BEO.ZONE

BeoMaster 900RG Compact

BeoMaster

Production: 1967 - 1971

Designer:

Beogram 900RG Compact was a quality, low-slung radiogram - the last significant piece of furniture that Bang & Olufsen manufactured, except for perhaps the tamboured-screen pieces of modern furniture that were the Beovision 6000, 6002 and 9000 range of televisions.

Comprising three main elements: the Beomaster 900, Beogram 1000FV record deck (with fitted SP7 pickup) and two loudspeakers the radiogram was beautiful to look at, and, complete with either a choice of natural teak or rosewood veneered finishes, the product would fit into most customers’ homes.  By the early 1970s people’s ideas were changing and with the miniaturization that transistors allowed, the emphasis would be on not the large cabinets as the Beomaster 900RG Compact represented, but on much more transportable items which could be used from room to room.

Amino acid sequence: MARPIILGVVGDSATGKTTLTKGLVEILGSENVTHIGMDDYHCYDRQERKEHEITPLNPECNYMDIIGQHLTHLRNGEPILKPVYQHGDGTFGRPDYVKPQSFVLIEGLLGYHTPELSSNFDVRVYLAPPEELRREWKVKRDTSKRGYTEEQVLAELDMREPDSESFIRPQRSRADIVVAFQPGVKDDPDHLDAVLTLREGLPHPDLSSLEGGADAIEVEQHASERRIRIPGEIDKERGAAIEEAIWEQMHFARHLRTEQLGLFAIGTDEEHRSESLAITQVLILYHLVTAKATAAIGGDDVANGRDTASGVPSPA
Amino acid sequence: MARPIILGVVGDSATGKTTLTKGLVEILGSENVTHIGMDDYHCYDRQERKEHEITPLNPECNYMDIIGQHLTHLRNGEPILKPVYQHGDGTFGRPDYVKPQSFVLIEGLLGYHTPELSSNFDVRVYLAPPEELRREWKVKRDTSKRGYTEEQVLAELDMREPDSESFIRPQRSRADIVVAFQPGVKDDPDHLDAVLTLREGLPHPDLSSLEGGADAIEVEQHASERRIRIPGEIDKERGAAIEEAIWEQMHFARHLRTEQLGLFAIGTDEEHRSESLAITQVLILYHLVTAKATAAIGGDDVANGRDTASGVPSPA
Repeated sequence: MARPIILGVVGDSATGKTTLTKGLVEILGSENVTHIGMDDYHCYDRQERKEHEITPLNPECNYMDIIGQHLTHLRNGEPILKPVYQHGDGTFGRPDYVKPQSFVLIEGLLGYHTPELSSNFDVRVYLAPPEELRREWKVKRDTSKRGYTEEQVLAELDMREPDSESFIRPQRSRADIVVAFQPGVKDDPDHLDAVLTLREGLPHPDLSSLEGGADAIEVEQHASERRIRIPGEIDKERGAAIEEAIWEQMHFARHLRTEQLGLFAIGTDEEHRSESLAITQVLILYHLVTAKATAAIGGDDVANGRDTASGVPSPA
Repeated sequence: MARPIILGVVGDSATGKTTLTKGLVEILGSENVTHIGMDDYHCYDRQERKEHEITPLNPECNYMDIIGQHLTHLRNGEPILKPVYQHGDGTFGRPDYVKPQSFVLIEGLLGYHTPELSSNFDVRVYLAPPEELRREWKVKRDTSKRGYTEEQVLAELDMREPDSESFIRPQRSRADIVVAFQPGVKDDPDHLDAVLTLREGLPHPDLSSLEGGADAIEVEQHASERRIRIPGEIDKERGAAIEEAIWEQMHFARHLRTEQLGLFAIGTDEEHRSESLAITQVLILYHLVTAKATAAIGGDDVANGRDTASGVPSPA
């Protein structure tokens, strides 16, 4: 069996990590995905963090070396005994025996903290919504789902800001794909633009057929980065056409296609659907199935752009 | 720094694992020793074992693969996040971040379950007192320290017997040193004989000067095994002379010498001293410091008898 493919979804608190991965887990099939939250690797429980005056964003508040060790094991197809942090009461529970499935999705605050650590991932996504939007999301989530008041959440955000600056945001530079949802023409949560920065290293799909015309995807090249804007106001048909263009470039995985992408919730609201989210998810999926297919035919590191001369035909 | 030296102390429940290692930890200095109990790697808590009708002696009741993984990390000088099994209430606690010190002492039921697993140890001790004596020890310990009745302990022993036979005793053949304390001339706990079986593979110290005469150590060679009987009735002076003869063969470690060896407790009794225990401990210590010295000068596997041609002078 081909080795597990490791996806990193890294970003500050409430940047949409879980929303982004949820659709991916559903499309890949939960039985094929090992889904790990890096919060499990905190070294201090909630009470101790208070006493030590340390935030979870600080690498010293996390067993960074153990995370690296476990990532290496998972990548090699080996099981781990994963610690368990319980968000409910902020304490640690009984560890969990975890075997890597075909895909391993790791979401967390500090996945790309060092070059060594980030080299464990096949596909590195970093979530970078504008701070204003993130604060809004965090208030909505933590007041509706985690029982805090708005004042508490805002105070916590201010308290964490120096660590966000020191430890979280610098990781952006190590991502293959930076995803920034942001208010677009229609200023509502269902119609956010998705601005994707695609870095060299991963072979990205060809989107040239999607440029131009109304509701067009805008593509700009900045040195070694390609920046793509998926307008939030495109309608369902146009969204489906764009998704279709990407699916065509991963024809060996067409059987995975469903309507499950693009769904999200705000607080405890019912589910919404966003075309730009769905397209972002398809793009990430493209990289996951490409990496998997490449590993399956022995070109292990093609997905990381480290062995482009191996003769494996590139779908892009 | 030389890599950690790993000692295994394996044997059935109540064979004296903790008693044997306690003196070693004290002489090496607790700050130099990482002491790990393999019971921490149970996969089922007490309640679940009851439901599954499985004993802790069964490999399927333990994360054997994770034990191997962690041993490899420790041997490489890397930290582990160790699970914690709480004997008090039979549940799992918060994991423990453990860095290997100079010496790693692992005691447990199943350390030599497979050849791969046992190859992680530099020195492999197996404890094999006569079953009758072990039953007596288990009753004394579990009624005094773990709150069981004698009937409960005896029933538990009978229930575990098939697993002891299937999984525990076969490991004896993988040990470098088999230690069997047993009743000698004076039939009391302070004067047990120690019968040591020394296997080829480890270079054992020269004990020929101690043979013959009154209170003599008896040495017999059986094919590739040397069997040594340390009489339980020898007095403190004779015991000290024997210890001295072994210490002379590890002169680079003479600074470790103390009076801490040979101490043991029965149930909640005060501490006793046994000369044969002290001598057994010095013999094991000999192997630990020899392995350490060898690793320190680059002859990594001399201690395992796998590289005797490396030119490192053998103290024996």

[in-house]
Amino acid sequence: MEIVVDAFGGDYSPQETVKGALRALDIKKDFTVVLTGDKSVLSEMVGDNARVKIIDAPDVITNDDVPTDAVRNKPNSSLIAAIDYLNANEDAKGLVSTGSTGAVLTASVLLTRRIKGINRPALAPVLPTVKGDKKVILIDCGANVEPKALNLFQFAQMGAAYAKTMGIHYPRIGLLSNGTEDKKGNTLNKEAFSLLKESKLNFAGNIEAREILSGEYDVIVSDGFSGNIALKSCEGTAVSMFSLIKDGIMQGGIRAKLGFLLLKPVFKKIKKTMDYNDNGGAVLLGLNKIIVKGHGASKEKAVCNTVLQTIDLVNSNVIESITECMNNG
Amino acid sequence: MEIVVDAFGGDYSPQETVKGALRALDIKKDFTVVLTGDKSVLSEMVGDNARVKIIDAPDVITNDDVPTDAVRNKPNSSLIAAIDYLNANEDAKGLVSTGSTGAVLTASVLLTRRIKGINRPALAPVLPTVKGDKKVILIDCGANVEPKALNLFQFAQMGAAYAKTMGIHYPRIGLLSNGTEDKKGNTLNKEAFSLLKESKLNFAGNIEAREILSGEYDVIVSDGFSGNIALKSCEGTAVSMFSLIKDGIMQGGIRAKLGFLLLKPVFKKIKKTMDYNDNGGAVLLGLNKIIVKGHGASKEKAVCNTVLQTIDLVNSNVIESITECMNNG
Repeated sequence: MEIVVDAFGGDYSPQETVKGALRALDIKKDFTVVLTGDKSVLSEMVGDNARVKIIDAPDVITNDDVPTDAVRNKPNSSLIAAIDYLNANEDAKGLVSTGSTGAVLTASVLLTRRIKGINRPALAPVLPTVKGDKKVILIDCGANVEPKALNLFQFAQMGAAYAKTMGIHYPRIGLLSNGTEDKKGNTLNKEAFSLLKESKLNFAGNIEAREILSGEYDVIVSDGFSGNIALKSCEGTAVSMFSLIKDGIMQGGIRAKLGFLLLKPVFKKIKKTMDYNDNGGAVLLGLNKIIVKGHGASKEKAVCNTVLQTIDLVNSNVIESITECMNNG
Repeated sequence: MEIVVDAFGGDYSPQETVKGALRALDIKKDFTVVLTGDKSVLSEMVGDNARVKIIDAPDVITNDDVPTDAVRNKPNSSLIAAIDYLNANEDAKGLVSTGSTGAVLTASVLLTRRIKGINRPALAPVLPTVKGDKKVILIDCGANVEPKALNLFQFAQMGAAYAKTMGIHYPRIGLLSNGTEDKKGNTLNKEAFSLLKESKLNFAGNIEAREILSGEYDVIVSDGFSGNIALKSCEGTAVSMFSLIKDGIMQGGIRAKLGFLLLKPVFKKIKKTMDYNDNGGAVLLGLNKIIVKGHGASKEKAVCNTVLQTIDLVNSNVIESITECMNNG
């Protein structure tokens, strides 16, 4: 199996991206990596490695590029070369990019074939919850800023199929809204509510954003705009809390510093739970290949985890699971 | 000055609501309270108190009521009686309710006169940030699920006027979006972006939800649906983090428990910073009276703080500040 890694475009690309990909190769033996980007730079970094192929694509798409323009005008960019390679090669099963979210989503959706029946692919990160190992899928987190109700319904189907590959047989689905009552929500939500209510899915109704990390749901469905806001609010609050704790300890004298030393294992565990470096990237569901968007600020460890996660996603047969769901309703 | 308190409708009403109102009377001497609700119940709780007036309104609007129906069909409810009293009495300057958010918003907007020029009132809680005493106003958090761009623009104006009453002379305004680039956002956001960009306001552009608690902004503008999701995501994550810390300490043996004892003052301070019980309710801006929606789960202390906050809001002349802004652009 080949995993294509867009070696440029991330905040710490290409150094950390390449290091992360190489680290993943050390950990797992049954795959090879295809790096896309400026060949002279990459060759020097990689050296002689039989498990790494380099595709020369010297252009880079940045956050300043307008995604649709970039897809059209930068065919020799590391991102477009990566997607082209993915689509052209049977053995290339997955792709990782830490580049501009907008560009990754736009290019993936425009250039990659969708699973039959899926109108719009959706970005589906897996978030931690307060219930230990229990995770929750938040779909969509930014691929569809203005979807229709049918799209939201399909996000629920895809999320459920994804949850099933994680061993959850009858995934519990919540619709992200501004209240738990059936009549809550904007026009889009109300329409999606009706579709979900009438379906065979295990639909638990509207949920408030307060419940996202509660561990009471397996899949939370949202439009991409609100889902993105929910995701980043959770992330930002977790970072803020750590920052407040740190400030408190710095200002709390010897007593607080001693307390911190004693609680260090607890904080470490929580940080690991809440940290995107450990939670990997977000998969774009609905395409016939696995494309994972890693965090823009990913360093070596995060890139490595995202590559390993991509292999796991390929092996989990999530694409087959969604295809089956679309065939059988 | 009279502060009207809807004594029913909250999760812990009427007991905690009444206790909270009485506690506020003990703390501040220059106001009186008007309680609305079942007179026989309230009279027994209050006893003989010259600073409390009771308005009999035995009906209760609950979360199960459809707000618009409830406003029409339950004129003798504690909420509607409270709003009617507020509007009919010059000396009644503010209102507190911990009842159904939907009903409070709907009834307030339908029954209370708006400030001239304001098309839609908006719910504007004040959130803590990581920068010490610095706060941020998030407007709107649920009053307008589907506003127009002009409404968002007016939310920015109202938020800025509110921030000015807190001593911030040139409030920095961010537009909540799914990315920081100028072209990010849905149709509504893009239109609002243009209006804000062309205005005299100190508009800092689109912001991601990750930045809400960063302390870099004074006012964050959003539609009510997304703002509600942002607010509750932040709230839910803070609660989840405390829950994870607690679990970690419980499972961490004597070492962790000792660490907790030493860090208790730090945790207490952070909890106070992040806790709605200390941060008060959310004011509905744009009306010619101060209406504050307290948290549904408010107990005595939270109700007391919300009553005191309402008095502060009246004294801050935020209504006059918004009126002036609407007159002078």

The radiogram’s speakers were of the pressure chamber type and were rated at 85 Watts output. They delivered a rich, deep sound, emphasized by the wooden cabinet. The tuner covered the FM, ML, MW, and SW wavebands and was fitted with AFC circuity to hold steady, distant radio stations. An additional option was the purchase of a stereo indicator which could be equipped to display reception of the newer stereo transmissions which had recently started.

As one expected from Bang & Olufsen, this model was in a whole class of its own, and out of the range of radiograms/stereograms that were on offer at this time, B&O’s design led the way with both looks and sound where the emphasis was on quality through and through.

Designed with flexibility in mind (despite its size) a tape recorder - like the Beocord 1500 or 2000 for example - could easily be slotted in as space had been left allowing customers to have just this choice if they so wished.  A selection of records could be handily positioned inside as well.

There were controls internally for the setting of volume, bass, and treble; tuning was carried out by a round knob. There were push-button controls for on & off, record deck and tape recorder.